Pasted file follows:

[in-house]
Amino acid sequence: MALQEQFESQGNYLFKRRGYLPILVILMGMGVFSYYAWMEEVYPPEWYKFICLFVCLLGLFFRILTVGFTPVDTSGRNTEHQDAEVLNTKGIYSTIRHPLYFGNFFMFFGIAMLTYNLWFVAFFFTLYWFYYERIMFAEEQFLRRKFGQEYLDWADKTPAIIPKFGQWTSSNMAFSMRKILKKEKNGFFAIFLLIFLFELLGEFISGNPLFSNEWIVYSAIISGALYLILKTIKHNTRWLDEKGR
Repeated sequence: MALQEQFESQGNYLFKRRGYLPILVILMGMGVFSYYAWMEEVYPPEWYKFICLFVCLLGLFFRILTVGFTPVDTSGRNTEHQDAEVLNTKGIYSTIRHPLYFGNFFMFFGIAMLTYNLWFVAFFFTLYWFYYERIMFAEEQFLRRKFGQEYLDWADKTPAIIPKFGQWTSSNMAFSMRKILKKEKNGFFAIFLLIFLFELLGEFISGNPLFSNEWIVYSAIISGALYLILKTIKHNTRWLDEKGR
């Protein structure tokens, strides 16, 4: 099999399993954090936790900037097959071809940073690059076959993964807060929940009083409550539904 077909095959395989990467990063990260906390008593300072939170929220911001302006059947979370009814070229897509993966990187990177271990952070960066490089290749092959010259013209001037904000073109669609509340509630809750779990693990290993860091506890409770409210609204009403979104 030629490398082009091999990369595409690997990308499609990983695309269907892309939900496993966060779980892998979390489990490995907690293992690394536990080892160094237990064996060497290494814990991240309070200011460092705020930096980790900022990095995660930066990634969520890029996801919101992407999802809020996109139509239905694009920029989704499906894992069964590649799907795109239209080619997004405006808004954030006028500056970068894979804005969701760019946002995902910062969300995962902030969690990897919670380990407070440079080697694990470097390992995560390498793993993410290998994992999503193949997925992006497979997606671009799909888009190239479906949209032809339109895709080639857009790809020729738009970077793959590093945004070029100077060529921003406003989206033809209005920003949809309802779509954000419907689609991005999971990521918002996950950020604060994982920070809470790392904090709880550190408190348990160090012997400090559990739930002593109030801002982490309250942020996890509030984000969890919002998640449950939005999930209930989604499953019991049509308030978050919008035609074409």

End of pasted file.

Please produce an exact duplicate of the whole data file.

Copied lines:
[in-house]
Amino acid sequence: MALQEQFESQGNYLFKRRGYLPILVILMGMGVFSYYAWMEEVYPPEWYKFICLFVCLLGLFFRILTVGFTPVDTSGRNTEHQDAEVLNTKGIYSTIRHPLYFGNFFMFFGIAMLTYNLWFVAFFFTLYWFYYERIMFAEEQFLRRKFGQEYLDWADKTPAIIPKFGQWTSSNMAFSMRKILKKEKNGFFAIFLLIFLFELLGEFISGNPLFSNEWIVYSAIISGALYLILKTIKHNTRWLDEKGR
Repeated sequence: MALQEQFESQGNYLFKRRGYLPILVILMGMGVFSYYAWMEEVYPPEWYKFICLFVCLLGLFFRILTVGFTPVDTSGRNTEHQDAEVLNTKGIYSTIRHPLYFGNFFMFFGIAMLTYNLWFVAFFFTLYWFYYERIMFAEEQFLRRKFGQEYLDWADKTPAIIPKFGQWTSSNMAFSMRKILKKEKNGFFAIFLLIFLFELLGEFISGNPLFSNEWIVYSAIISGALYLILKTIKHNTRWLDEKGR
């Protein structure tokens, strides 16, 4: 099999399993954090936790900037097959071809940073690059076959993964807060929940009083409550539904 077909095959395989990467990063990260906390008593300072939170929220911001302006059947979370009814070229897509993966990187990177271990952070960066490089290749092959010259013209001037904000073109669609509340509630809750779990693990290993860091506890409770409210609204009403979104 030629490398082009091999990369595409690997990308499609990983695309269907892309939900496993966060779980892998979390489990490995907690293992690394536990080892160094237990064996060497290494814990991240309070200011460092705020930096980790900022990095995660930066990634969520890029996801919101992407999802809020996109139509239905694009920029989704499906894992069964590649799907795109239209080619997004405006808004954030006028500056970068894979804005969701760019946002995902910062969300995962902030969690990897919670380990407070440079080697694990470097390992995560390498793993993410290998994992999503193949997925992006497979997606671009799909888009190239479906949209032809339109895709080639857009790809020729738009970077793959590093945004070029100077060529921003406003989206033809209005920003949809309802779509954000419907689609991005999971990521918002996950950020604060994982920070809470790392904090709880550190408190348990160090012997400090559990739930002593109030801002982490309250942020996890509030984000969890919002998640449950939005999930209930989604499953019991049509308030978050919008035609074409």